... Yet, to our knowledge, research on retroactive interference does typically not observe such unspecific interference effects on non-targeted stimuli (e.g. Drosopoulos et al., 2007;Pineño & Matute, 2000) and we did also in our experiment find a substantial counterconditioning effect. Nevertheless, the fact that we chose a different control condition for the interference manipulation might potentially explain, why we did not replicate Ellenbogen et al. ( , 2009 results. ...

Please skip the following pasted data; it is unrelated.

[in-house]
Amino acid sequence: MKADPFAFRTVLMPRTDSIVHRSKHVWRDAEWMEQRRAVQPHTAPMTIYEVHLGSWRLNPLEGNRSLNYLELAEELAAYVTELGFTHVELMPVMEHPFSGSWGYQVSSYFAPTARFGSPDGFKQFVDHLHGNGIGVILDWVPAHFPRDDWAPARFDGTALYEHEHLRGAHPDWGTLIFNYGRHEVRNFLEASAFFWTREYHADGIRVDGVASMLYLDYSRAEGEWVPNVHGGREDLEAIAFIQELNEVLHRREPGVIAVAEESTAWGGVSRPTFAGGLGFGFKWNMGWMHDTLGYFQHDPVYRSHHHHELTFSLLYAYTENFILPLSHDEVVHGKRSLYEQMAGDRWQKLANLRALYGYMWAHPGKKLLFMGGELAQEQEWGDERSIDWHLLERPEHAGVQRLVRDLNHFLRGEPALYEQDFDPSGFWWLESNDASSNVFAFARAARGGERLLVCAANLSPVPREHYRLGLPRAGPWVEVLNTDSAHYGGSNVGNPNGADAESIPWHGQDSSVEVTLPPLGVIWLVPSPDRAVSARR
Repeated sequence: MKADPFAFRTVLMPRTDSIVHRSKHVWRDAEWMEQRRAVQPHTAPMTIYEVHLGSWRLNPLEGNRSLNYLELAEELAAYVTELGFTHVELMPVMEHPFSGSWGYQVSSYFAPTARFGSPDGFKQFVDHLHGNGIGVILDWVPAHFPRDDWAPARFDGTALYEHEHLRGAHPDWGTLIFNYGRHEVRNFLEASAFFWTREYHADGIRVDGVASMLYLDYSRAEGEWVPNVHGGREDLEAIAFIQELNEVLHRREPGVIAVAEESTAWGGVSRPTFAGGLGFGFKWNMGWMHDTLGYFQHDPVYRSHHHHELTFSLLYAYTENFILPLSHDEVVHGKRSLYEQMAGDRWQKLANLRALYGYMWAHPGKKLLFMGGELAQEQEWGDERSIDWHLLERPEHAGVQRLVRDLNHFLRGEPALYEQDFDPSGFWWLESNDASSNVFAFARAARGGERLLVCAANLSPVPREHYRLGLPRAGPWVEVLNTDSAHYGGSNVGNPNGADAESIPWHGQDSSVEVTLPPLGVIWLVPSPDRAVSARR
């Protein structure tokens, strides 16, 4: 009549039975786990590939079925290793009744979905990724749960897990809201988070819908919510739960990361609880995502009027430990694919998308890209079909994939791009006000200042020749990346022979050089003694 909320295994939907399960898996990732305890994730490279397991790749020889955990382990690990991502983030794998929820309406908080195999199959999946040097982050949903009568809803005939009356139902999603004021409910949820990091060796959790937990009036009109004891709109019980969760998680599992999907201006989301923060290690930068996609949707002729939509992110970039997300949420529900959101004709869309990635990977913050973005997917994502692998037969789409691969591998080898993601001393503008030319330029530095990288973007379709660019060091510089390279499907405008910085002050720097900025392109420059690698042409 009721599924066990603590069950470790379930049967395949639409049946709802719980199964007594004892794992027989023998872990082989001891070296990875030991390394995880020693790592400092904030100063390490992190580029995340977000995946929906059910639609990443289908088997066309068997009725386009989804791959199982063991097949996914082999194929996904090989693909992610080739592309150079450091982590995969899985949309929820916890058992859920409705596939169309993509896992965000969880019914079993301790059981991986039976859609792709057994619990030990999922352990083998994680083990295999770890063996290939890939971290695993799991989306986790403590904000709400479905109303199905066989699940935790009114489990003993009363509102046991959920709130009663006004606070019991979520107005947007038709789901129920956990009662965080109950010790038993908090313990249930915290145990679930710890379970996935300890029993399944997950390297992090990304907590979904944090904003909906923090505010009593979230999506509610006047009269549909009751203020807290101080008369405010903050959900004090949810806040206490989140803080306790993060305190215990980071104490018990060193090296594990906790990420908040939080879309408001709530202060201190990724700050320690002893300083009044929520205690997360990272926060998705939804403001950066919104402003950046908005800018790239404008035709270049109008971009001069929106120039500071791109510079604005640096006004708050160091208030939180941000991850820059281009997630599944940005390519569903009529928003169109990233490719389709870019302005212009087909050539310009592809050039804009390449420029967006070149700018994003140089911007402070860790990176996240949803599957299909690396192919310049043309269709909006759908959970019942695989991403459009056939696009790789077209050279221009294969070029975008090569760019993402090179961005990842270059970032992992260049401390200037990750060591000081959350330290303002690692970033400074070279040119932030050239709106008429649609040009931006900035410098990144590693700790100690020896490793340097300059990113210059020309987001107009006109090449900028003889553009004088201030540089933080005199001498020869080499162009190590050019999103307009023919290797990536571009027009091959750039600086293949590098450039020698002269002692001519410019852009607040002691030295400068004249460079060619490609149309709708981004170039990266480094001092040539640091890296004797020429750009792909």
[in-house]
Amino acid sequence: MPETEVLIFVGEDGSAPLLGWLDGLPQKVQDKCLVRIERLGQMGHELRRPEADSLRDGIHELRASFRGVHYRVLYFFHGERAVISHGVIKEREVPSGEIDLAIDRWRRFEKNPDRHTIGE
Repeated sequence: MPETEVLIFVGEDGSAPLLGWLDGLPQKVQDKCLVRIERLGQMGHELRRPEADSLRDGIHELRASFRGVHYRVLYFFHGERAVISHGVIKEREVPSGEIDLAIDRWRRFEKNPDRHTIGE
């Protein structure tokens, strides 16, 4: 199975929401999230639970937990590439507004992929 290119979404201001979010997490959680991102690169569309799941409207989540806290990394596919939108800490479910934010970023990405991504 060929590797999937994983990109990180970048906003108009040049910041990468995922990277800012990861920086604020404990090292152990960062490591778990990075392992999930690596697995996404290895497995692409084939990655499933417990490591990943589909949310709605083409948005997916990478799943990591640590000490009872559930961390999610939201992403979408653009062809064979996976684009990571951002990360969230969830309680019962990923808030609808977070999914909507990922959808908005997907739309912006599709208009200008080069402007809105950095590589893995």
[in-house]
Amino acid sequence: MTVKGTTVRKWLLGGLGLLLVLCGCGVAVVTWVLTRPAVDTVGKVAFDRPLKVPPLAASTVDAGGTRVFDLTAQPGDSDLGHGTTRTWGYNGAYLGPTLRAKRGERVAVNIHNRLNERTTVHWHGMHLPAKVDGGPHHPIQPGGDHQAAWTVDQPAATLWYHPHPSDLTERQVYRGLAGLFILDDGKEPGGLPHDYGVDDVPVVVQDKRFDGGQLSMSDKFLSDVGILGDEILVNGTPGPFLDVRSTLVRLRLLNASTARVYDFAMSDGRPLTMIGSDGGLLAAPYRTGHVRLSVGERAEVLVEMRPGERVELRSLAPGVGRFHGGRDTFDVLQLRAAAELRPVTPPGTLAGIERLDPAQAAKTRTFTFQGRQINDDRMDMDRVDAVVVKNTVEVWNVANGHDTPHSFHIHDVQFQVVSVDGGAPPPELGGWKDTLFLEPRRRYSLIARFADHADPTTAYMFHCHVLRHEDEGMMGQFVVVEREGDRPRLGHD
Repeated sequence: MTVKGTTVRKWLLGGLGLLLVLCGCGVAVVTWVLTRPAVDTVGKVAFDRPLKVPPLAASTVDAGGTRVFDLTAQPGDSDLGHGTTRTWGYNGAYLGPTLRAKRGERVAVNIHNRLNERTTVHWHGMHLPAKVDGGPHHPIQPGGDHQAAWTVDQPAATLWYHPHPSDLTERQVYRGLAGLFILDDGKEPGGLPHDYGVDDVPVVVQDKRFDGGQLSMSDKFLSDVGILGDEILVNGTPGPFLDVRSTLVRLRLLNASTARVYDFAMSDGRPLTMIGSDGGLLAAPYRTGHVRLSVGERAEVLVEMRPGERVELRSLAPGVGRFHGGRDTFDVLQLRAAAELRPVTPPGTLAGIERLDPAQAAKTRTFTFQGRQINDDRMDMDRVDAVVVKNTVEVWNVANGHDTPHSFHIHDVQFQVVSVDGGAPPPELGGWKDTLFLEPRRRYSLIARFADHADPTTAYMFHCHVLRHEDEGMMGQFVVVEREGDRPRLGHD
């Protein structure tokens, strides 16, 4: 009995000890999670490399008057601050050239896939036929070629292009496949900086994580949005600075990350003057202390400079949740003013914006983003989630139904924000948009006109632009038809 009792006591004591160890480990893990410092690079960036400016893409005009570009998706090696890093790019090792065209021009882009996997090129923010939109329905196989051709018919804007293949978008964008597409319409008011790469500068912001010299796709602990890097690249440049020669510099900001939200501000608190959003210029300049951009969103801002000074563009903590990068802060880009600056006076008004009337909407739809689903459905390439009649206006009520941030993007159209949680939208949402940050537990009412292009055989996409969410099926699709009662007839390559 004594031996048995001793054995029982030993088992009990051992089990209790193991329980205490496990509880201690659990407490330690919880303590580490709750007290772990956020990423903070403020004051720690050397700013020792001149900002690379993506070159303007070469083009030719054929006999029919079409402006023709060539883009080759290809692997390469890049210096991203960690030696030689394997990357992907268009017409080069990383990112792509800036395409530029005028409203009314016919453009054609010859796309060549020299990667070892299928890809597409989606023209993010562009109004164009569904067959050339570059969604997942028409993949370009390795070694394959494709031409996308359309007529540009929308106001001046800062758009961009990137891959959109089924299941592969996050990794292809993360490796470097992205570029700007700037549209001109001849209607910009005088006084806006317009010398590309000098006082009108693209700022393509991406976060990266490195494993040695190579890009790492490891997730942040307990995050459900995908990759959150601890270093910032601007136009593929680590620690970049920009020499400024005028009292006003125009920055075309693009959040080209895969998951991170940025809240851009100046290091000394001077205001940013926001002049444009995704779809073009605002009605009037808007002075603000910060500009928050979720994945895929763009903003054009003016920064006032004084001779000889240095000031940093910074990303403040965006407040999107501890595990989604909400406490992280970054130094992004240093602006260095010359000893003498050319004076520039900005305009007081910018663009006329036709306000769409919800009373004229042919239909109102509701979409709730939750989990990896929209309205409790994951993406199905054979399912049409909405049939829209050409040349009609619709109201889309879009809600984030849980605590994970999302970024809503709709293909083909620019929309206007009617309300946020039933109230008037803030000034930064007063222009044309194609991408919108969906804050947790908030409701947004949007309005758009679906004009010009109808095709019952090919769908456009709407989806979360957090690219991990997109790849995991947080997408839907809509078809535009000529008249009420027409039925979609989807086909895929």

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Research on evaluative conditioning (EC) shows that attitudes can emerge from co-occurrences of stimuli, and accumulating evidence suggests that EC usually depends on memory for these stimulus contingencies. Therefore, processes known to aid memory retention may be relevant for the development of stable attitudes. One such process may be memory consolidation, assumed to be promoted by waking rest and sleep. In two pre-registered experiments, we investigated whether waking rest (vs. cognitive activity, Experiment 1) and sleep (vs. wakefulness, Experiment 2) in between conditioning and measurement of EC, consolidate contingency memory and EC. Contrary to our predictions, waking rest (vs. cognitive activity) promoted neither contingency memory nor EC effects. Sleep (vs. wakefulness) decreased forgetting of contingency memory but crucially, it did not attenuate the impact of counterconditioning on contingency memory. Sleep also did not influence EC effects, nor the reduction of EC by counterconditioning. EC effects in both experiments were predicted by contingency memory. Yet, unexpectedly, EC effects occurred in the absence of contingency memory after waking rest, but neither after sleep nor in the active control conditions. Our findings emphasise a role of contingency memory in EC, but it remains unclear whether this role changes during waking rest.